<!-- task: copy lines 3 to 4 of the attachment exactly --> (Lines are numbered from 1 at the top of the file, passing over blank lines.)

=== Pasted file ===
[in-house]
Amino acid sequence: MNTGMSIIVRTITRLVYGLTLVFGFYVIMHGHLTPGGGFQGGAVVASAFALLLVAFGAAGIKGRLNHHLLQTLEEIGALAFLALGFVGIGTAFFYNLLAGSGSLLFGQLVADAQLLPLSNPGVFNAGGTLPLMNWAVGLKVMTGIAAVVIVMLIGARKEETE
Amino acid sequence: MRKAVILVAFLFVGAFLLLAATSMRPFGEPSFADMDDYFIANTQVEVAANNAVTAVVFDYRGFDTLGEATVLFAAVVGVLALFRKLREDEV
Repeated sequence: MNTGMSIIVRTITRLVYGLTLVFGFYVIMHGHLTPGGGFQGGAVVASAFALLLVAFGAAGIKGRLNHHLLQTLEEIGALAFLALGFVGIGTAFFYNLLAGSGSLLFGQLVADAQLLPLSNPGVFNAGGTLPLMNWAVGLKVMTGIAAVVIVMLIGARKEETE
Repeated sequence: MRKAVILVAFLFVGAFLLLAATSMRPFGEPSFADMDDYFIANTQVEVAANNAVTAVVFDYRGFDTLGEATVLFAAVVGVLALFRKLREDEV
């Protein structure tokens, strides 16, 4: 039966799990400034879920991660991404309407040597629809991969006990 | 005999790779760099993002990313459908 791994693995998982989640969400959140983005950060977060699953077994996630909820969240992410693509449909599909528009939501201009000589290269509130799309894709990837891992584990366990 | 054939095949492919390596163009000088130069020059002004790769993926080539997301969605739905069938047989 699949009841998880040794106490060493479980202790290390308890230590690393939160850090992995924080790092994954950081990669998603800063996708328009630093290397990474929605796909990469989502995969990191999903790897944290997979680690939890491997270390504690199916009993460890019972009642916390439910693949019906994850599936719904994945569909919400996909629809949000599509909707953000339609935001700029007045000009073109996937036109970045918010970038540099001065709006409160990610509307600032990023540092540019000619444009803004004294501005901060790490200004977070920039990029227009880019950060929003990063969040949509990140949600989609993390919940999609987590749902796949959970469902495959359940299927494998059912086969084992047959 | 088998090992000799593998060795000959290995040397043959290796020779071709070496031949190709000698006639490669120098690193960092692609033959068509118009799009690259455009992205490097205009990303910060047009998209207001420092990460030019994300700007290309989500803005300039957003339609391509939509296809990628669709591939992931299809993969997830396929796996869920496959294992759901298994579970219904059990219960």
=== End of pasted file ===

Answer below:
Amino acid sequence: MRKAVILVAFLFVGAFLLLAATSMRPFGEPSFADMDDYFIANTQVEVAANNAVTAVVFDYRGFDTLGEATVLFAAVVGVLALFRKLREDEV
Repeated sequence: MNTGMSIIVRTITRLVYGLTLVFGFYVIMHGHLTPGGGFQGGAVVASAFALLLVAFGAAGIKGRLNHHLLQTLEEIGALAFLALGFVGIGTAFFYNLLAGSGSLLFGQLVADAQLLPLSNPGVFNAGGTLPLMNWAVGLKVMTGIAAVVIVMLIGARKEETE